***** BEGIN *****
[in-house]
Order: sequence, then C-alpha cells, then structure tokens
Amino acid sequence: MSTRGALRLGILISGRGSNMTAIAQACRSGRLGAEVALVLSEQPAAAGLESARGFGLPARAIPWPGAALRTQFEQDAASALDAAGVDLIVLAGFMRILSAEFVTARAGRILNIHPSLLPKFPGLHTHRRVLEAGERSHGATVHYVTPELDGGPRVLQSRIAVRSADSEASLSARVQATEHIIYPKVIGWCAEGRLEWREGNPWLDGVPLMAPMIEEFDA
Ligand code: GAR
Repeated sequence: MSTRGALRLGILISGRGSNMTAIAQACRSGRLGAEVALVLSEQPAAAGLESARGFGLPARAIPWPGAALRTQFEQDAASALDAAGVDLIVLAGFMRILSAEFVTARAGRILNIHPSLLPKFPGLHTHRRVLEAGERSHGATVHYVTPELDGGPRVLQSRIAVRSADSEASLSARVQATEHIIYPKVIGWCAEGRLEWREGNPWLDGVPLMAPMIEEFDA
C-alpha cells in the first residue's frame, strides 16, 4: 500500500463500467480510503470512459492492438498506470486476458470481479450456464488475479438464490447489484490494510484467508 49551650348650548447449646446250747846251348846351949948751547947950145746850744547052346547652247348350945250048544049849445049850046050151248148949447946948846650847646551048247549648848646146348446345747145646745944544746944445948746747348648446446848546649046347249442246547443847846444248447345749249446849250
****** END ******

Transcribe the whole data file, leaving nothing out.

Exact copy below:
[in-house]
Order: sequence, then C-alpha cells, then structure tokens
Amino acid sequence: MSTRGALRLGILISGRGSNMTAIAQACRSGRLGAEVALVLSEQPAAAGLESARGFGLPARAIPWPGAALRTQFEQDAASALDAAGVDLIVLAGFMRILSAEFVTARAGRILNIHPSLLPKFPGLHTHRRVLEAGERSHGATVHYVTPELDGGPRVLQSRIAVRSADSEASLSARVQATEHIIYPKVIGWCAEGRLEWREGNPWLDGVPLMAPMIEEFDA
Ligand code: GAR
Repeated sequence: MSTRGALRLGILISGRGSNMTAIAQACRSGRLGAEVALVLSEQPAAAGLESARGFGLPARAIPWPGAALRTQFEQDAASALDAAGVDLIVLAGFMRILSAEFVTARAGRILNIHPSLLPKFPGLHTHRRVLEAGERSHGATVHYVTPELDGGPRVLQSRIAVRSADSEASLSARVQATEHIIYPKVIGWCAEGRLEWREGNPWLDGVPLMAPMIEEFDA
C-alpha cells in the first residue's frame, strides 16, 4: 500500500463500467480510503470512459492492438498506470486476458470481479450456464488475479438464490447489484490494510484467508 49551650348650548447449646446250747846251348846351949948751547947950145746850744547052346547652247348350945250048544049849445049850046050151248148949447946948846650847646551048247549648848646146348446345747145646745944544746944445948746747348648446446848546649046347249442246547443847846444248447345749249446849250